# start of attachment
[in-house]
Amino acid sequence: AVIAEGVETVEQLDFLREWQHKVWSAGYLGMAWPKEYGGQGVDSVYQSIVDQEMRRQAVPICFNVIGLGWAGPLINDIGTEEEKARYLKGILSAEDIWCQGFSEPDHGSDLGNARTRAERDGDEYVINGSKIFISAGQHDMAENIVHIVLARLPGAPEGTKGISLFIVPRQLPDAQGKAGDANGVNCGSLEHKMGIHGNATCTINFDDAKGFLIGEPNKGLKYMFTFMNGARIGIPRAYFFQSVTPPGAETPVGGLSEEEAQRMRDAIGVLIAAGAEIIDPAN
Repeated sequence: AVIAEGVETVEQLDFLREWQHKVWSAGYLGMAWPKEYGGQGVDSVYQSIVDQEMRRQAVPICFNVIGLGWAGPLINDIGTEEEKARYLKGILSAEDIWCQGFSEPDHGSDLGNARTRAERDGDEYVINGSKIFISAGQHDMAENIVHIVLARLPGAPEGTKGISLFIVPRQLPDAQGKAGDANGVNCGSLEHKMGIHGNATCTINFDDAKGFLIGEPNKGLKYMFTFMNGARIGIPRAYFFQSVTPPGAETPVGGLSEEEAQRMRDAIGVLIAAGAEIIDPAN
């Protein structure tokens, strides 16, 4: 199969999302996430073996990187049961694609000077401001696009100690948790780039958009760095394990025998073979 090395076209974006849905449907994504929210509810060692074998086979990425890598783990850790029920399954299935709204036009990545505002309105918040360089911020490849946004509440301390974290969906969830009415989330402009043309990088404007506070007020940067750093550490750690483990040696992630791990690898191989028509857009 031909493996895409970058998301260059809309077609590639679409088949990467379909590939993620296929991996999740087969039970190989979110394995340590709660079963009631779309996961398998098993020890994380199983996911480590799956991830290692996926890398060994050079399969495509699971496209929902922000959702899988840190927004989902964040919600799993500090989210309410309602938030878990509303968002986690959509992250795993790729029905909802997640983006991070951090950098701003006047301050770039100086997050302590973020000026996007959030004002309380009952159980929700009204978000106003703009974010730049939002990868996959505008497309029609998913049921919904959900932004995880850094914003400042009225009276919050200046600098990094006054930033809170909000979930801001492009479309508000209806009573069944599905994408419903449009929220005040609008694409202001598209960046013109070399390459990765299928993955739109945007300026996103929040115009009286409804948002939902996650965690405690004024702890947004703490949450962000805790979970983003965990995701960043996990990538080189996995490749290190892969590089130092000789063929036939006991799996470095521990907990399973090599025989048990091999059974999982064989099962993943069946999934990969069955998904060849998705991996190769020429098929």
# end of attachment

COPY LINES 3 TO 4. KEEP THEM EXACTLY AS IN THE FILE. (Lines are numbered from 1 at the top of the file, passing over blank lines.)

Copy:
Repeated sequence: AVIAEGVETVEQLDFLREWQHKVWSAGYLGMAWPKEYGGQGVDSVYQSIVDQEMRRQAVPICFNVIGLGWAGPLINDIGTEEEKARYLKGILSAEDIWCQGFSEPDHGSDLGNARTRAERDGDEYVINGSKIFISAGQHDMAENIVHIVLARLPGAPEGTKGISLFIVPRQLPDAQGKAGDANGVNCGSLEHKMGIHGNATCTINFDDAKGFLIGEPNKGLKYMFTFMNGARIGIPRAYFFQSVTPPGAETPVGGLSEEEAQRMRDAIGVLIAAGAEIIDPAN
């Protein structure tokens, strides 16, 4: 199969999302996430073996990187049961694609000077401001696009100690948790780039958009760095394990025998073979 090395076209974006849905449907994504929210509810060692074998086979990425890598783990850790029920399954299935709204036009990545505002309105918040360089911020490849946004509440301390974290969906969830009415989330402009043309990088404007506070007020940067750093550490750690483990040696992630791990690898191989028509857009 031909493996895409970058998301260059809309077609590639679409088949990467379909590939993620296929991996999740087969039970190989979110394995340590709660079963009631779309996961398998098993020890994380199983996911480590799956991830290692996926890398060994050079399969495509699971496209929902922000959702899988840190927004989902964040919600799993500090989210309410309602938030878990509303968002986690959509992250795993790729029905909802997640983006991070951090950098701003006047301050770039100086997050302590973020000026996007959030004002309380009952159980929700009204978000106003703009974010730049939002990868996959505008497309029609998913049921919904959900932004995880850094914003400042009225009276919050200046600098990094006054930033809170909000979930801001492009479309508000209806009573069944599905994408419903449009929220005040609008694409202001598209960046013109070399390459990765299928993955739109945007300026996103929040115009009286409804948002939902996650965690405690004024702890947004703490949450962000805790979970983003965990995701960043996990990538080189996995490749290190892969590089130092000789063929036939006991799996470095521990907990399973090599025989048990091999059974999982064989099962993943069946999934990969069955998904060849998705991996190769020429098929």